calculus

i have to determine whether the series is convergent, and if, find the sum

the series is from k=1 to infinity of
2/((k+1)(k+3))

I got 5/6 as my answer and didn't know if it was right...

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asked by sarah
  1. There are many tests for convergence. In this case you can compare the series to the known convergent series 1/k^2 from k = 1 to infinity. Since
    2/((k+1)(k+3)) is always less than 2/k^2 the series must converge.

    The summation can be computed by writing:

    2/((k+1)(k+3)) =

    1/(k+1) - 1/(k+3)

    So, you would expect the summation to be given by the sum of 1/(k+1) from k = 1 to k = 2 (the two terms that are not conceled by 1/(k+3)), which is the answer you obtained.

    Since the two separate summations do not converge you must prove that this is indeed the case. What you do is you say that the summation from 1 to infinity of 2/((k+1)(k+3)) equals the limit of N goes to infinity of the summation from 1 to N. For finite N you then evaluate the summation of

    1/(k+1) - 1/(k+3)

    from k = 1 to N.

    You then get four terms: the k = 1 and k = 2 terms of 1/(k+1) which yields 5/6 and the k = N-1 and k = N terms of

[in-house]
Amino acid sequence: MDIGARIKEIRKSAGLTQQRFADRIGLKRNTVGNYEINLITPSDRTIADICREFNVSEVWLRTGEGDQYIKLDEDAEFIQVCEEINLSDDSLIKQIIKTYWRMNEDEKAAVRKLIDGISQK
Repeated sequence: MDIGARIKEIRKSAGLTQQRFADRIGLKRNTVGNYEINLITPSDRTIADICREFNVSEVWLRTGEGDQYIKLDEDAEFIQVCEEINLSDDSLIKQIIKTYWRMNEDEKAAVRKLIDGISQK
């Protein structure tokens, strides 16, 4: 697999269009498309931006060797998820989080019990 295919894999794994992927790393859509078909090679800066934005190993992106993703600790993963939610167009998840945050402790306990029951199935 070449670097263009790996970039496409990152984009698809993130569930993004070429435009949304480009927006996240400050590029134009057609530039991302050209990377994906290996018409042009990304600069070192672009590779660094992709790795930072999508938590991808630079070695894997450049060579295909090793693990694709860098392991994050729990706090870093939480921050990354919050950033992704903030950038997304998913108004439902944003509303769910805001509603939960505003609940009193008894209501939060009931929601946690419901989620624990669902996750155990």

- 1/(k+3). So, you get:

    5/6 - 1/(N+2) - 1/(N+3)

    Finally, you take the limit
    N --> infinity which yields the answer of 5/6

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  2. The terms can be rewritten
    1/(k+1) -1/(k+3)
    I used the technique of partial sums. You can verify that the two expressions are equivalent.
    Summing from x=1 to infinity, all terms will cancel in pairs except 1/2 + 1/3, for k=1 and k=2. The sum of those terms is 5/6, so I agree.

    Did you use a different method?

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    posted by drwls
  3. kinda helpful

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    posted by terikah

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